Fine design is about the creation of memorable spaces, and when it comes to entrances, architects have one shot to get it right.
“An entrance is the starting point from which everything begins to unfold,” says Chris Whitehead, managing director of Gulf Sotheby’s International Realty in Dubai. It “dictates the way the property talks to visitors,” he adds. “The feeling generated in the entrance echoes throughout the house.”
The power of that initial perception can feel like the difference between a welcome mat and a red carpet arrival.
Entrance halls convey the character and attitude of a residence and the people who live in it. They can exude boldness, quietude, history, hospitality, strength or drama. They are also portals with mood-altering capacity to affect one’s outlook and signal a sense of anticipation by offering a hint of what’s to come.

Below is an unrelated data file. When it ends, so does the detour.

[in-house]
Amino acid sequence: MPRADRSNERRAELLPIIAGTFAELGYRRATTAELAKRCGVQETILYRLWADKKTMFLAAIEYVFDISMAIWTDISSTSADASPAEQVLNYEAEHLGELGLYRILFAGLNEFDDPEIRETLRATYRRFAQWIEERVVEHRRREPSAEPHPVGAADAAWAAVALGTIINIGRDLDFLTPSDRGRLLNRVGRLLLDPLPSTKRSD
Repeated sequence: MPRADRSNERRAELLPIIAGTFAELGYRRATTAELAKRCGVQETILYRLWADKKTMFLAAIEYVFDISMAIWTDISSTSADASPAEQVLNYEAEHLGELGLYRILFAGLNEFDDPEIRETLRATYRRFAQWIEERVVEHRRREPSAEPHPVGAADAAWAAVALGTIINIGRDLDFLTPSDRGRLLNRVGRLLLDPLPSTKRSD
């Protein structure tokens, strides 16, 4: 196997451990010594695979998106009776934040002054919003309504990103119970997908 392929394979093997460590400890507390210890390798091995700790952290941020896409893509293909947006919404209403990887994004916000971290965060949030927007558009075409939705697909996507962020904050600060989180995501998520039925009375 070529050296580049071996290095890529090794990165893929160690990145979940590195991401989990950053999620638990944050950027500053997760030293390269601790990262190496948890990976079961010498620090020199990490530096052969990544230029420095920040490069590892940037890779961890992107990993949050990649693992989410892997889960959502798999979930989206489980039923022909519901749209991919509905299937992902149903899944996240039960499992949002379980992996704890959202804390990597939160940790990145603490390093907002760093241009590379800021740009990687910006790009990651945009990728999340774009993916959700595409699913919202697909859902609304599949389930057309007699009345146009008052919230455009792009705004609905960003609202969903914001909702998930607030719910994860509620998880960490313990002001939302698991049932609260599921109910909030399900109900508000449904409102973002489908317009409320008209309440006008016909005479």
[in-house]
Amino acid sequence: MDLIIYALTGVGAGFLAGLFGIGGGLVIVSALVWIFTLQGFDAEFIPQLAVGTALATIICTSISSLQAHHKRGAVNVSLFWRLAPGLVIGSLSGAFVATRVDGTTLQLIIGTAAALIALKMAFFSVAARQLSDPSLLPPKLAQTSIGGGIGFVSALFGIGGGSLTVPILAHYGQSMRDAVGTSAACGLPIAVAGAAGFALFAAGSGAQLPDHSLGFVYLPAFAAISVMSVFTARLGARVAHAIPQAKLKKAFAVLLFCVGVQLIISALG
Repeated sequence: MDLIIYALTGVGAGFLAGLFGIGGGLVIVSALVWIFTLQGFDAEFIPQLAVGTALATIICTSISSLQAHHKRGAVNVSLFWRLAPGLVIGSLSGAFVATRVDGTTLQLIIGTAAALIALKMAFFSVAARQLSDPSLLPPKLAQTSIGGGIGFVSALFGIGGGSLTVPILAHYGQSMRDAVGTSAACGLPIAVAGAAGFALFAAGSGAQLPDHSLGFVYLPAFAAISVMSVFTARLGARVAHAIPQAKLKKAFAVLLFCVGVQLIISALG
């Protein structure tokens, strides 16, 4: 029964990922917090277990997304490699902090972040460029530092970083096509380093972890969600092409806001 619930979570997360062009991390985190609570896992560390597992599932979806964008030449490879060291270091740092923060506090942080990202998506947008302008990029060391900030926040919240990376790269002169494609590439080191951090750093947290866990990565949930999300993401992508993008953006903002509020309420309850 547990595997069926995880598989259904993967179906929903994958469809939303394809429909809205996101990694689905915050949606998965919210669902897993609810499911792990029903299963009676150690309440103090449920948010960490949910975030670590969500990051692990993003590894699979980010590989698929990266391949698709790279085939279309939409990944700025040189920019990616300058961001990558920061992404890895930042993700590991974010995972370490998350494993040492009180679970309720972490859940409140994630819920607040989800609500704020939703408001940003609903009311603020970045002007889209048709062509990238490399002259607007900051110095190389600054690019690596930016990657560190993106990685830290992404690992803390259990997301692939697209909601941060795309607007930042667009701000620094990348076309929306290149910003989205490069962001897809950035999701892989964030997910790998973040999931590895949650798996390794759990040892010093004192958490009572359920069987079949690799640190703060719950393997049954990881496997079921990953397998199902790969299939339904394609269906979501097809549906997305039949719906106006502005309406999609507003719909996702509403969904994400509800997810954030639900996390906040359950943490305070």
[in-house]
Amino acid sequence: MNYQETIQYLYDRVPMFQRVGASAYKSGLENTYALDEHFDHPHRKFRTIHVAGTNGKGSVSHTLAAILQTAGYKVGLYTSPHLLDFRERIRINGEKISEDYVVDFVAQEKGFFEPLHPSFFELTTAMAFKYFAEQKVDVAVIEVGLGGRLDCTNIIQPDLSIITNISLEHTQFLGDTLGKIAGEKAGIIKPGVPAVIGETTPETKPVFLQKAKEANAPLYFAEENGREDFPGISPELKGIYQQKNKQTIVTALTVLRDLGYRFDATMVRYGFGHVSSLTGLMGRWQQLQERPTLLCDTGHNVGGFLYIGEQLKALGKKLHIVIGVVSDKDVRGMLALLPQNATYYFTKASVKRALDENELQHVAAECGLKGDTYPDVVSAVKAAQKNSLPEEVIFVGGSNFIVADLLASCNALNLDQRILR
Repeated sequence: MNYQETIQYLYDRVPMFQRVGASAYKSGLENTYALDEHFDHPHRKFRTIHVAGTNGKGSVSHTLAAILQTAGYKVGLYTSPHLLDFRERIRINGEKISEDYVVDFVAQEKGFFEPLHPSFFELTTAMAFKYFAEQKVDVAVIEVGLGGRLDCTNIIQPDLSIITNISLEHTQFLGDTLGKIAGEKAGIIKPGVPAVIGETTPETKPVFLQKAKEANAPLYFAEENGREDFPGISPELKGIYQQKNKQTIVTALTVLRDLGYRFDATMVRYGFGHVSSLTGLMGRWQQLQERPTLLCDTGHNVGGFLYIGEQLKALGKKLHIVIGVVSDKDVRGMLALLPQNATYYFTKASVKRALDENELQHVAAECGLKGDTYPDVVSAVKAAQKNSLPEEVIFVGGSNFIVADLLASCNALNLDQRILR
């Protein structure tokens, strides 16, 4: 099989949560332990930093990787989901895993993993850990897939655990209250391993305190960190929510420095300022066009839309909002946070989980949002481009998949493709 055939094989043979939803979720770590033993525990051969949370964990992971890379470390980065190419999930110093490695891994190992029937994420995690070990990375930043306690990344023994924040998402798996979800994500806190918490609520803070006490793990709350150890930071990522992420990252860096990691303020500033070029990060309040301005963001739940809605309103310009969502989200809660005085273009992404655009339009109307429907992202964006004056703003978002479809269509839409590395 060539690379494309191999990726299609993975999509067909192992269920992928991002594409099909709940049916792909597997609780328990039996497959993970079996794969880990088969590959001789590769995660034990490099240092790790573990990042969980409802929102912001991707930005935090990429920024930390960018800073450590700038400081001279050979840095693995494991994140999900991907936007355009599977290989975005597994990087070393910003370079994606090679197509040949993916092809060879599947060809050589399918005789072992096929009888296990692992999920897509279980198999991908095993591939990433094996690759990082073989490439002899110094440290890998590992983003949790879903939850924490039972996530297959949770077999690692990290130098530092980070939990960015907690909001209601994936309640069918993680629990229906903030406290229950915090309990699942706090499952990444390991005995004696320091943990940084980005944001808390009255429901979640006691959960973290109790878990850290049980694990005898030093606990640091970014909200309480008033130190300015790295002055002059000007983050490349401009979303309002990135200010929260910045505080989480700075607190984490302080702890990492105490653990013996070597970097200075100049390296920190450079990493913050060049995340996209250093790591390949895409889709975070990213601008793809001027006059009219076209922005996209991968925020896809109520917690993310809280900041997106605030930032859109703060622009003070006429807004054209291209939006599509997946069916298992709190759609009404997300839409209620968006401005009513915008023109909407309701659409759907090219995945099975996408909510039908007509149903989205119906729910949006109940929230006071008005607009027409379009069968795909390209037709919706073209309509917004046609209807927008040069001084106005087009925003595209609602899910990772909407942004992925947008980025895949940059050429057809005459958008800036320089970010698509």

“When someone opens the door and walks into a space that is inspirational, has great proportion and incorporates beautiful materials, you don’t know why you love it but those are the elements you savor,” says Nancy Ruddy, co-founder and managing principal of the architectural firm CetraRuddy in New York and a 2015 inductee into the Interior Design Hall of Fame. “Those are the things that make a space memorable.”
A grand entrance is more than a matter of soaring ceilings. Today’s foyers are warmer, more nurturing and embracing with a greater interplay of natural materials like stone and wood. Art is more prominent, too. The entrance of one of Whitehead’s most memorable estate listings features sculptures set in an infinity edge reflecting pool.
Ruddy frequently incorporates her clients’ art in entryways calling them ideal spaces to showcase an art collection and project one’s personality. “As one client told us, ‘I never tire of coming into my home. There’s something amazing when you open the door.’ That’s what we call poetry.”
Article provided by Iyna Bort Caruso exclusively for Art & Home